This pinball setup attaches dozens of electrodes to the players scalp with a helmet, measuring the brain's electric signals, sending them to a computer, then delivering converted commands to the Addams Family machine. It's altogether ooky. (Sorry)

The technology isn't new, nor is this game-related demonstration, as this non-invasive Brain-Computer Interface (BCI) was previously shown working with a similar Pong setup in 2006 (video below).

Dr. Michael Tangermann and several others also published a study on "Playing Pinball with Non-Invasive BCI" earlier this year, which you can read the abstract for here:

"Compared to invasive Brain-Computer Interfaces (BCI), non-invasive BCI systems based on Electroencephalogram (EEG) signals have not been applied successfully for complex control tasks. In the present study, however, we demonstrate this is possible and report on the interaction of a human subject with a complex real device: a pinball machine.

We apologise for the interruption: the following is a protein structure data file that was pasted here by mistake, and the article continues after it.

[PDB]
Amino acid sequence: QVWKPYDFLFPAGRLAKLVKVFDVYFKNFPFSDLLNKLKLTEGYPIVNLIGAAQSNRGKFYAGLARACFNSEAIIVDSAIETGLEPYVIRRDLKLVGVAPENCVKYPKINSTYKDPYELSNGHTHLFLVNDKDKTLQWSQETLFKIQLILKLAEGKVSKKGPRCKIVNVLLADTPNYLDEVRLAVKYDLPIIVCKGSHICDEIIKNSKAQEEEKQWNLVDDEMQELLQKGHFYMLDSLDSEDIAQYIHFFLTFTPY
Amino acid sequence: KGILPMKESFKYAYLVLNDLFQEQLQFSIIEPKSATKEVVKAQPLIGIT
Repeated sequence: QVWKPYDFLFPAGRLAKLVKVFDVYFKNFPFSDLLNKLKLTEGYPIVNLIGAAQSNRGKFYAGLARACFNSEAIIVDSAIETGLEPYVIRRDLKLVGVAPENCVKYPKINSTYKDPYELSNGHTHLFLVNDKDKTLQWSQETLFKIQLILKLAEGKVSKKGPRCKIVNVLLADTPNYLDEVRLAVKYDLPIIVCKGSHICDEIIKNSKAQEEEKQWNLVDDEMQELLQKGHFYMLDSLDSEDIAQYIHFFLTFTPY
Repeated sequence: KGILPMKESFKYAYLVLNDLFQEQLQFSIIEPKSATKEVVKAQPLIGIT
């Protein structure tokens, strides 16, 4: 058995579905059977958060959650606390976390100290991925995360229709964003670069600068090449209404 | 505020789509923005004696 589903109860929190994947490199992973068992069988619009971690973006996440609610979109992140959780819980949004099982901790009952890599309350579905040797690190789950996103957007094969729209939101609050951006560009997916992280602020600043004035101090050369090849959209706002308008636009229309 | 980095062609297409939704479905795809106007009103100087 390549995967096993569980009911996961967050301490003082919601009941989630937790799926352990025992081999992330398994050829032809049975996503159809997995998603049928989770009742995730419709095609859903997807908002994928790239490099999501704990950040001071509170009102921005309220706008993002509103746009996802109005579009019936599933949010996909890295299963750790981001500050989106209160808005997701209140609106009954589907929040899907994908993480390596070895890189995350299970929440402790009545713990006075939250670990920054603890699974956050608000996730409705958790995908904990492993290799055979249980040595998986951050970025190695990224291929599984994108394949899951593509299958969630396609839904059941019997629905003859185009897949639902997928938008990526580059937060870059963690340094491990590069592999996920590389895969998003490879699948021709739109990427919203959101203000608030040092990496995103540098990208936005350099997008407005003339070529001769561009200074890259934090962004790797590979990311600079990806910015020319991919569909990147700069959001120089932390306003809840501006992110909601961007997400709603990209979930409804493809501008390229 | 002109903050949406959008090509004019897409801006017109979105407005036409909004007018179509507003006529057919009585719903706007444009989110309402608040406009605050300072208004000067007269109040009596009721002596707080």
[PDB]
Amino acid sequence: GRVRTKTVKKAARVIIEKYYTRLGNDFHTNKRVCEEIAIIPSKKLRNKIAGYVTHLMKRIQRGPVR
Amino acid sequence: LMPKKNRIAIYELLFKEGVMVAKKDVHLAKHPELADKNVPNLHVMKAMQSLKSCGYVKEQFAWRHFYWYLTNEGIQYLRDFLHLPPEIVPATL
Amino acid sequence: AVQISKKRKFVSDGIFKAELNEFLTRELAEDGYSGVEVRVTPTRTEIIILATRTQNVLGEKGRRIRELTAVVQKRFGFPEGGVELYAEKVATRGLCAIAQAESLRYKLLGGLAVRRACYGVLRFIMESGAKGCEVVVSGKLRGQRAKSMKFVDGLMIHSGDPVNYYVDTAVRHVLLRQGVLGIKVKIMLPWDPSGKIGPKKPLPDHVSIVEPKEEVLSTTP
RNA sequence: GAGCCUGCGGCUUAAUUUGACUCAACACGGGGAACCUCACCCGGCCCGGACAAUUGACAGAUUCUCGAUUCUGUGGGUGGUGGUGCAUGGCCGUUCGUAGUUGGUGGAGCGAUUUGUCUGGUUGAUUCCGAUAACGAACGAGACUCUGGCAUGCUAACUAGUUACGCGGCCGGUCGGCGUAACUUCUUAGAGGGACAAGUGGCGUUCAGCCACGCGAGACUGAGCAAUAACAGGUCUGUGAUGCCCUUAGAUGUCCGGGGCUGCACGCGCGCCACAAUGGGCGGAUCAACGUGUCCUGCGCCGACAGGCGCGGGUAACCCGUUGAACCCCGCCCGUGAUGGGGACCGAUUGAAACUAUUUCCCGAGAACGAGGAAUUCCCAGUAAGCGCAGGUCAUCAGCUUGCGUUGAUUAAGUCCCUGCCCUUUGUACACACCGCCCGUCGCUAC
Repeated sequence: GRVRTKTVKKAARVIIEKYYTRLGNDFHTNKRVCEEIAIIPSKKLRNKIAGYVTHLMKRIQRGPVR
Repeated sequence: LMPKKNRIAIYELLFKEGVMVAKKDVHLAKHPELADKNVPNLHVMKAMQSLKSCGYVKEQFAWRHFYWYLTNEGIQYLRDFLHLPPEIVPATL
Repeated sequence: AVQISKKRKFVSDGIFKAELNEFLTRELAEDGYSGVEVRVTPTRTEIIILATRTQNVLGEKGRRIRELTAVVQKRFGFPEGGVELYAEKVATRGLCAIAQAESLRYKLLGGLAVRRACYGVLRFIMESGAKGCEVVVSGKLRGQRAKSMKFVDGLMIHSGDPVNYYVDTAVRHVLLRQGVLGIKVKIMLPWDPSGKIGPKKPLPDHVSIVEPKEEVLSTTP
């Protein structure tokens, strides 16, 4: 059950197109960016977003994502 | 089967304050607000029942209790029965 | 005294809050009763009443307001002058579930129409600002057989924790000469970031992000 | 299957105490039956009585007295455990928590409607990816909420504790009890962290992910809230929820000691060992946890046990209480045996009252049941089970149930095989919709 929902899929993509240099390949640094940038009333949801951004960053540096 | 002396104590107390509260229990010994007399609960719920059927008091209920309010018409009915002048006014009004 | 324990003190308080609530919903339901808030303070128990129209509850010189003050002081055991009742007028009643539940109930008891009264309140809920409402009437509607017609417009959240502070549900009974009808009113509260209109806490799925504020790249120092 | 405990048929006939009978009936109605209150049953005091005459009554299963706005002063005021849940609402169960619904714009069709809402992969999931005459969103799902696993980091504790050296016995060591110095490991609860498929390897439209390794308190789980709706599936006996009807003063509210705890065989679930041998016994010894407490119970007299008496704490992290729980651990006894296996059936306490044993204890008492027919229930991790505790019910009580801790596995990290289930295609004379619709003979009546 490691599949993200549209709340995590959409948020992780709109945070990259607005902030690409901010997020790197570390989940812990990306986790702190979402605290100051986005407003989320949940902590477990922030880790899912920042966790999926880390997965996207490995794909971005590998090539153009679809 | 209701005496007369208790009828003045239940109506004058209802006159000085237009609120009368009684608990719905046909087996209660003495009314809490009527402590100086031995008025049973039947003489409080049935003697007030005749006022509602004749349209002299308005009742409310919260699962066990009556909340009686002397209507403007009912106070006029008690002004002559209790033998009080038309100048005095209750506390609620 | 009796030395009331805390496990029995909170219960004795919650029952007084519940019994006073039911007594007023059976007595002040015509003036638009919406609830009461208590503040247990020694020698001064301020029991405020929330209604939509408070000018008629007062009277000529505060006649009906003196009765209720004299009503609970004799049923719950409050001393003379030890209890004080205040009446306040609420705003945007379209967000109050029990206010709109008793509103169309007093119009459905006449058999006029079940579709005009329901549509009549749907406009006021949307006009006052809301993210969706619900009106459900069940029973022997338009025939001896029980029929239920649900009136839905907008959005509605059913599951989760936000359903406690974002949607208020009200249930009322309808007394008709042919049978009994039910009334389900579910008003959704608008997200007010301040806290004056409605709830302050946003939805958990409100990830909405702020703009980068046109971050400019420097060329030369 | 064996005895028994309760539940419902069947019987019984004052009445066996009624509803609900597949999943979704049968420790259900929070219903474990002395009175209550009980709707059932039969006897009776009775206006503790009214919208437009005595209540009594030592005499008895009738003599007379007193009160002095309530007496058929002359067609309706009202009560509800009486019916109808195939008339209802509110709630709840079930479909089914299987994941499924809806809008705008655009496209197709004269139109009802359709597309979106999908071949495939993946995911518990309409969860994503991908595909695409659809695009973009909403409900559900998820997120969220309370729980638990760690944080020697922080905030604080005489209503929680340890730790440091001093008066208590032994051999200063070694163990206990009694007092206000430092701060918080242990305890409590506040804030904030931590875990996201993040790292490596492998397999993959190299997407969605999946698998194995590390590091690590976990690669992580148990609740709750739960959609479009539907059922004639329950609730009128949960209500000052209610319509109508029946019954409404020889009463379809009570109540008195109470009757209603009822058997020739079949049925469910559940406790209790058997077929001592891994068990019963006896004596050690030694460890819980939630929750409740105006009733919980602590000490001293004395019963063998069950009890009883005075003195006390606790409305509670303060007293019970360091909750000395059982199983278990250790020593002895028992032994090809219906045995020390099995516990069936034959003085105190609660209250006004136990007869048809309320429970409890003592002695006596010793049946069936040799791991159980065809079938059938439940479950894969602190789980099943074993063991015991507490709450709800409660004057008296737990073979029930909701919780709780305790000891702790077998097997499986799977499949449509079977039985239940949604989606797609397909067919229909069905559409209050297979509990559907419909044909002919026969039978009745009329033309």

First results in this single subject study clearly show that fast and well-timed control well beyond chance level is possible, even though the environment is extremely rich and requires complex predictive behavior. Using machine learning methods for mental state decoding, BCI-based pinball control is possible within the first session without the necessity to employ lengthy subject training.

While the current study is still of anecdotal nature, it clearly shows that very compelling control with excellent timing and dynamics is possible for a non-invasive BCI."

BCI Pong:

You can watch another video (in German, unfortunately) of Dr. Tangermann demonstrating the BCI pinball machine himself on Spiegel Online.

[Via The Pinball Blog]